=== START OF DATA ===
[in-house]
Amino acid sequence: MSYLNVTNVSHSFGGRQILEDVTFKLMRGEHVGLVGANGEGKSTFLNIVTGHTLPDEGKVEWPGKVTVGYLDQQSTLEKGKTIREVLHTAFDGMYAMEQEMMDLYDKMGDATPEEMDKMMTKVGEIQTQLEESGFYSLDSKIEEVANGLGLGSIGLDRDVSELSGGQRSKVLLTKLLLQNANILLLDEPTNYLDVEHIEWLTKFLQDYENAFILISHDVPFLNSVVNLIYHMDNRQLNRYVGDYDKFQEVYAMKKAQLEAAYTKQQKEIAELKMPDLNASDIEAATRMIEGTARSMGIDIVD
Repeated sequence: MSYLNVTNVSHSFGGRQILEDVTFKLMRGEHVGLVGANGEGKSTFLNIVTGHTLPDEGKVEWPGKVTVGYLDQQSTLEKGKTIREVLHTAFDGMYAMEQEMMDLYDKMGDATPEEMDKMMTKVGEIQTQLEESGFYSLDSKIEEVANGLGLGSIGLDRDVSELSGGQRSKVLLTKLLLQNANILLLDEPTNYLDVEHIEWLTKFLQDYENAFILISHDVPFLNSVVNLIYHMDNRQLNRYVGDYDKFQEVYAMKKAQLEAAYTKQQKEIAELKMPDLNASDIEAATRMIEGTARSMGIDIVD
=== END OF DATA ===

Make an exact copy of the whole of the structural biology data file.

[in-house]
Amino acid sequence: MSYLNVTNVSHSFGGRQILEDVTFKLMRGEHVGLVGANGEGKSTFLNIVTGHTLPDEGKVEWPGKVTVGYLDQQSTLEKGKTIREVLHTAFDGMYAMEQEMMDLYDKMGDATPEEMDKMMTKVGEIQTQLEESGFYSLDSKIEEVANGLGLGSIGLDRDVSELSGGQRSKVLLTKLLLQNANILLLDEPTNYLDVEHIEWLTKFLQDYENAFILISHDVPFLNSVVNLIYHMDNRQLNRYVGDYDKFQEVYAMKKAQLEAAYTKQQKEIAELKMPDLNASDIEAATRMIEGTARSMGIDIVD
Repeated sequence: MSYLNVTNVSHSFGGRQILEDVTFKLMRGEHVGLVGANGEGKSTFLNIVTGHTLPDEGKVEWPGKVTVGYLDQQSTLEKGKTIREVLHTAFDGMYAMEQEMMDLYDKMGDATPEEMDKMMTKVGEIQTQLEESGFYSLDSKIEEVANGLGLGSIGLDRDVSELSGGQRSKVLLTKLLLQNANILLLDEPTNYLDVEHIEWLTKFLQDYENAFILISHDVPFLNSVVNLIYHMDNRQLNRYVGDYDKFQEVYAMKKAQLEAAYTKQQKEIAELKMPDLNASDIEAATRMIEGTARSMGIDIVD